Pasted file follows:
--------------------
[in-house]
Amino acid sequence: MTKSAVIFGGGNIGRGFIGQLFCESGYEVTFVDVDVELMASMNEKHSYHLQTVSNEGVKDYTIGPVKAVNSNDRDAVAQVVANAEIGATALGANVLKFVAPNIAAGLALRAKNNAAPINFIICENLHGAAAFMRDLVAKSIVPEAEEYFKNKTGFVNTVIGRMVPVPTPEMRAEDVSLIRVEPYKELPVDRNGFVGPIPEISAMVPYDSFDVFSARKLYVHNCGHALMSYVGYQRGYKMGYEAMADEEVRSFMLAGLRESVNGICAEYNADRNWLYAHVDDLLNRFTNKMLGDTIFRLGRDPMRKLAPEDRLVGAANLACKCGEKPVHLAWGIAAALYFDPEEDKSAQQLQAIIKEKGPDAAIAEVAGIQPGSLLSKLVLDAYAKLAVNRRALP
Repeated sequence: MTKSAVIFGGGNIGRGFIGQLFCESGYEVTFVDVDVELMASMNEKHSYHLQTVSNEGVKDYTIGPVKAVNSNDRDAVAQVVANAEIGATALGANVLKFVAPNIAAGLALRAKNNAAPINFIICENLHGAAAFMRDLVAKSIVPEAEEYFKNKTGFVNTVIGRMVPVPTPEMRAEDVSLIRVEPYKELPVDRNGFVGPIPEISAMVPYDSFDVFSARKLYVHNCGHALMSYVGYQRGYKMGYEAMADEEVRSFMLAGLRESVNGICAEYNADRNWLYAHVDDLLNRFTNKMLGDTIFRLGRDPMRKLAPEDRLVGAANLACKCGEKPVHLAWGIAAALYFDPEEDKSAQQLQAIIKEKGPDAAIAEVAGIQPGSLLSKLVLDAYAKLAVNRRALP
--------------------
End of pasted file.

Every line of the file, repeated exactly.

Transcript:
[in-house]
Amino acid sequence: MTKSAVIFGGGNIGRGFIGQLFCESGYEVTFVDVDVELMASMNEKHSYHLQTVSNEGVKDYTIGPVKAVNSNDRDAVAQVVANAEIGATALGANVLKFVAPNIAAGLALRAKNNAAPINFIICENLHGAAAFMRDLVAKSIVPEAEEYFKNKTGFVNTVIGRMVPVPTPEMRAEDVSLIRVEPYKELPVDRNGFVGPIPEISAMVPYDSFDVFSARKLYVHNCGHALMSYVGYQRGYKMGYEAMADEEVRSFMLAGLRESVNGICAEYNADRNWLYAHVDDLLNRFTNKMLGDTIFRLGRDPMRKLAPEDRLVGAANLACKCGEKPVHLAWGIAAALYFDPEEDKSAQQLQAIIKEKGPDAAIAEVAGIQPGSLLSKLVLDAYAKLAVNRRALP
Repeated sequence: MTKSAVIFGGGNIGRGFIGQLFCESGYEVTFVDVDVELMASMNEKHSYHLQTVSNEGVKDYTIGPVKAVNSNDRDAVAQVVANAEIGATALGANVLKFVAPNIAAGLALRAKNNAAPINFIICENLHGAAAFMRDLVAKSIVPEAEEYFKNKTGFVNTVIGRMVPVPTPEMRAEDVSLIRVEPYKELPVDRNGFVGPIPEISAMVPYDSFDVFSARKLYVHNCGHALMSYVGYQRGYKMGYEAMADEEVRSFMLAGLRESVNGICAEYNADRNWLYAHVDDLLNRFTNKMLGDTIFRLGRDPMRKLAPEDRLVGAANLACKCGEKPVHLAWGIAAALYFDPEEDKSAQQLQAIIKEKGPDAAIAEVAGIQPGSLLSKLVLDAYAKLAVNRRALP